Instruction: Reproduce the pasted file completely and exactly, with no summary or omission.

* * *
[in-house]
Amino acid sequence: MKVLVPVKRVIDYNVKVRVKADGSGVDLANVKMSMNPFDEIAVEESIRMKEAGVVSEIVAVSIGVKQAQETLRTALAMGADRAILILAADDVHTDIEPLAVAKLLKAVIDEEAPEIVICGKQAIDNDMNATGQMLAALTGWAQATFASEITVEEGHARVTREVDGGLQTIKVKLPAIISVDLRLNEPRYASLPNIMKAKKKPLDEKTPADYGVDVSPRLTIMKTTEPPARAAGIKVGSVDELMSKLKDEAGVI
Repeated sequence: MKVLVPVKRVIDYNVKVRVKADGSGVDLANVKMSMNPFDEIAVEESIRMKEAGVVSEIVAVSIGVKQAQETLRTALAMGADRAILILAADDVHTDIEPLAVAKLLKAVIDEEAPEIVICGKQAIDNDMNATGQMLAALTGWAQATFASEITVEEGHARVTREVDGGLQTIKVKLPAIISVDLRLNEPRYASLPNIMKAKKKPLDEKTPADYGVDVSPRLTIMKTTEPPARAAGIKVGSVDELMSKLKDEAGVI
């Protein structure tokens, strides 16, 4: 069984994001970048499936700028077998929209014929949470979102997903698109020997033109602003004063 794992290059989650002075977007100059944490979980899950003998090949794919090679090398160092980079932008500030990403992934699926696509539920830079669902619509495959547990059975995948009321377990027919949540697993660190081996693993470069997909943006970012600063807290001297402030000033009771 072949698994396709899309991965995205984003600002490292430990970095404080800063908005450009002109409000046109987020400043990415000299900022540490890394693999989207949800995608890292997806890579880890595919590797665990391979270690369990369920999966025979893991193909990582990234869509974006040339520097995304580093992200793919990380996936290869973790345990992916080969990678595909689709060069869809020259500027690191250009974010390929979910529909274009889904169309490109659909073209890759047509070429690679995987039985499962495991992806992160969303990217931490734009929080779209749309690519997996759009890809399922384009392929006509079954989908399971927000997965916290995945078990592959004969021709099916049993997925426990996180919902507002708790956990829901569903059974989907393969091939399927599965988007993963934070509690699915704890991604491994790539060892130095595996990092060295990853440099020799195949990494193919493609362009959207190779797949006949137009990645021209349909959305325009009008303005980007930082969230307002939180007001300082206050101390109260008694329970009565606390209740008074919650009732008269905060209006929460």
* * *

[in-house]
Amino acid sequence: MKVLVPVKRVIDYNVKVRVKADGSGVDLANVKMSMNPFDEIAVEESIRMKEAGVVSEIVAVSIGVKQAQETLRTALAMGADRAILILAADDVHTDIEPLAVAKLLKAVIDEEAPEIVICGKQAIDNDMNATGQMLAALTGWAQATFASEITVEEGHARVTREVDGGLQTIKVKLPAIISVDLRLNEPRYASLPNIMKAKKKPLDEKTPADYGVDVSPRLTIMKTTEPPARAAGIKVGSVDELMSKLKDEAGVI
Repeated sequence: MKVLVPVKRVIDYNVKVRVKADGSGVDLANVKMSMNPFDEIAVEESIRMKEAGVVSEIVAVSIGVKQAQETLRTALAMGADRAILILAADDVHTDIEPLAVAKLLKAVIDEEAPEIVICGKQAIDNDMNATGQMLAALTGWAQATFASEITVEEGHARVTREVDGGLQTIKVKLPAIISVDLRLNEPRYASLPNIMKAKKKPLDEKTPADYGVDVSPRLTIMKTTEPPARAAGIKVGSVDELMSKLKDEAGVI
């Protein structure tokens, strides 16, 4: 069984994001970048499936700028077998929209014929949470979102997903698109020997033109602003004063 794992290059989650002075977007100059944490979980899950003998090949794919090679090398160092980079932008500030990403992934699926696509539920830079669902619509495959547990059975995948009321377990027919949540697993660190081996693993470069997909943006970012600063807290001297402030000033009771 072949698994396709899309991965995205984003600002490292430990970095404080800063908005450009002109409000046109987020400043990415000299900022540490890394693999989207949800995608890292997806890579880890595919590797665990391979270690369990369920999966025979893991193909990582990234869509974006040339520097995304580093992200793919990380996936290869973790345990992916080969990678595909689709060069869809020259500027690191250009974010390929979910529909274009889904169309490109659909073209890759047509070429690679995987039985499962495991992806992160969303990217931490734009929080779209749309690519997996759009890809399922384009392929006509079954989908399971927000997965916290995945078990592959004969021709099916049993997925426990996180919902507002708790956990829901569903059974989907393969091939399927599965988007993963934070509690699915704890991604491994790539060892130095595996990092060295990853440099020799195949990494193919493609362009959207190779797949006949137009990645021209349909959305325009009008303005980007930082969230307002939180007001300082206050101390109260008694329970009565606390209740008074919650009732008269905060209006929460």